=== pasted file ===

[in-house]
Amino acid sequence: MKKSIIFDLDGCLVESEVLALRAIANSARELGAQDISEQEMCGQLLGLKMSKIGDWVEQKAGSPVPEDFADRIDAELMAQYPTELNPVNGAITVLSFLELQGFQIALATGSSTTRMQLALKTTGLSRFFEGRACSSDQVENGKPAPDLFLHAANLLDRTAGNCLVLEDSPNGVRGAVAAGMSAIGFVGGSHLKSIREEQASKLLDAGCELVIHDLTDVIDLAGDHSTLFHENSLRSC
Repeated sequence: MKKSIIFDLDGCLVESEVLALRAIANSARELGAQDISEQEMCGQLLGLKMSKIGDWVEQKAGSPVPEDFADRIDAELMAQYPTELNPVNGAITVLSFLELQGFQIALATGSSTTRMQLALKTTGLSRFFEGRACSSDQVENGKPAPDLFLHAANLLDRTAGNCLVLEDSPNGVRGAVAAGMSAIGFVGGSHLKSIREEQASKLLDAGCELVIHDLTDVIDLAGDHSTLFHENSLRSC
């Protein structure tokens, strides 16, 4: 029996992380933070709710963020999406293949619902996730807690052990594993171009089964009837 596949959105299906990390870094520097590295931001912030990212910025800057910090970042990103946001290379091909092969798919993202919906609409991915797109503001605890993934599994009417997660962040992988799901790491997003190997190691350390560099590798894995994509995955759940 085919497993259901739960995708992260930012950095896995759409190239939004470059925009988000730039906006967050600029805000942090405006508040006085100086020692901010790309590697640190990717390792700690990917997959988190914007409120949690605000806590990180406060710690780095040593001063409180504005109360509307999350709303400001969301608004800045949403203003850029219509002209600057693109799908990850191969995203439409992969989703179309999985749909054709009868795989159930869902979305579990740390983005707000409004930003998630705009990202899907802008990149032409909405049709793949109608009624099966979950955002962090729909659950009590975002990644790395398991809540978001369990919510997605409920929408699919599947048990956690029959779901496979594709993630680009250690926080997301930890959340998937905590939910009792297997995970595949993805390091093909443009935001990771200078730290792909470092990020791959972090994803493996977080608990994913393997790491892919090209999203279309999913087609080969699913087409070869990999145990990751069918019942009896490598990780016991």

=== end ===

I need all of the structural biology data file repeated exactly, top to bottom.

[in-house]
Amino acid sequence: MKKSIIFDLDGCLVESEVLALRAIANSARELGAQDISEQEMCGQLLGLKMSKIGDWVEQKAGSPVPEDFADRIDAELMAQYPTELNPVNGAITVLSFLELQGFQIALATGSSTTRMQLALKTTGLSRFFEGRACSSDQVENGKPAPDLFLHAANLLDRTAGNCLVLEDSPNGVRGAVAAGMSAIGFVGGSHLKSIREEQASKLLDAGCELVIHDLTDVIDLAGDHSTLFHENSLRSC
Repeated sequence: MKKSIIFDLDGCLVESEVLALRAIANSARELGAQDISEQEMCGQLLGLKMSKIGDWVEQKAGSPVPEDFADRIDAELMAQYPTELNPVNGAITVLSFLELQGFQIALATGSSTTRMQLALKTTGLSRFFEGRACSSDQVENGKPAPDLFLHAANLLDRTAGNCLVLEDSPNGVRGAVAAGMSAIGFVGGSHLKSIREEQASKLLDAGCELVIHDLTDVIDLAGDHSTLFHENSLRSC
């Protein structure tokens, strides 16, 4: 029996992380933070709710963020999406293949619902996730807690052990594993171009089964009837 596949959105299906990390870094520097590295931001912030990212910025800057910090970042990103946001290379091909092969798919993202919906609409991915797109503001605890993934599994009417997660962040992988799901790491997003190997190691350390560099590798894995994509995955759940 085919497993259901739960995708992260930012950095896995759409190239939004470059925009988000730039906006967050600029805000942090405006508040006085100086020692901010790309590697640190990717390792700690990917997959988190914007409120949690605000806590990180406060710690780095040593001063409180504005109360509307999350709303400001969301608004800045949403203003850029219509002209600057693109799908990850191969995203439409992969989703179309999985749909054709009868795989159930869902979305579990740390983005707000409004930003998630705009990202899907802008990149032409909405049709793949109608009624099966979950955002962090729909659950009590975002990644790395398991809540978001369990919510997605409920929408699919599947048990956690029959779901496979594709993630680009250690926080997301930890959340998937905590939910009792297997995970595949993805390091093909443009935001990771200078730290792909470092990020791959972090994803493996977080608990994913393997790491892919090209999203279309999913087609080969699913087409070869990999145990990751069918019942009896490598990780016991």